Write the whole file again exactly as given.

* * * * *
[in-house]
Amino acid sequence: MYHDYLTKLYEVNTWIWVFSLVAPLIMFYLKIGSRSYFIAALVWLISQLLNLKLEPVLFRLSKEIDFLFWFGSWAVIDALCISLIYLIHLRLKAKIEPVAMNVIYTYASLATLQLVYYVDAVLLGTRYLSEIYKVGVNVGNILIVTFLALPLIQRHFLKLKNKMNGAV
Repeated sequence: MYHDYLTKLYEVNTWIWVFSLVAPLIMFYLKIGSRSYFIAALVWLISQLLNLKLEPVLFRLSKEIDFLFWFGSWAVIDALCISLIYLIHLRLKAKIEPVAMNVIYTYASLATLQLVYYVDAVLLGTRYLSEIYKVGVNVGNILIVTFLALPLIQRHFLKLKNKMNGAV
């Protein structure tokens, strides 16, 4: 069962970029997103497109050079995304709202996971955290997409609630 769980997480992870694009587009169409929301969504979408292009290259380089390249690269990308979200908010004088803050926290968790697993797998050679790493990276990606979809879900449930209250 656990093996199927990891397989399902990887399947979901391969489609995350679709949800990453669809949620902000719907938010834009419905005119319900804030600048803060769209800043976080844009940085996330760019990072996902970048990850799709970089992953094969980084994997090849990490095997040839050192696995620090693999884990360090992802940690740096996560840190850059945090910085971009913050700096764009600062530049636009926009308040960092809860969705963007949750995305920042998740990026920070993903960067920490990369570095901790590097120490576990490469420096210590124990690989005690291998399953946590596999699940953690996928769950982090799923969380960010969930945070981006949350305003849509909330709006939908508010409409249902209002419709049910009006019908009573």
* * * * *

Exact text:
[in-house]
Amino acid sequence: MYHDYLTKLYEVNTWIWVFSLVAPLIMFYLKIGSRSYFIAALVWLISQLLNLKLEPVLFRLSKEIDFLFWFGSWAVIDALCISLIYLIHLRLKAKIEPVAMNVIYTYASLATLQLVYYVDAVLLGTRYLSEIYKVGVNVGNILIVTFLALPLIQRHFLKLKNKMNGAV
Repeated sequence: MYHDYLTKLYEVNTWIWVFSLVAPLIMFYLKIGSRSYFIAALVWLISQLLNLKLEPVLFRLSKEIDFLFWFGSWAVIDALCISLIYLIHLRLKAKIEPVAMNVIYTYASLATLQLVYYVDAVLLGTRYLSEIYKVGVNVGNILIVTFLALPLIQRHFLKLKNKMNGAV
């Protein structure tokens, strides 16, 4: 069962970029997103497109050079995304709202996971955290997409609630 769980997480992870694009587009169409929301969504979408292009290259380089390249690269990308979200908010004088803050926290968790697993797998050679790493990276990606979809879900449930209250 656990093996199927990891397989399902990887399947979901391969489609995350679709949800990453669809949620902000719907938010834009419905005119319900804030600048803060769209800043976080844009940085996330760019990072996902970048990850799709970089992953094969980084994997090849990490095997040839050192696995620090693999884990360090992802940690740096996560840190850059945090910085971009913050700096764009600062530049636009926009308040960092809860969705963007949750995305920042998740990026920070993903960067920490990369570095901790590097120490576990490469420096210590124990690989005690291998399953946590596999699940953690996928769950982090799923969380960010969930945070981006949350305003849509909330709006939908508010409409249902209002419709049910009006019908009573």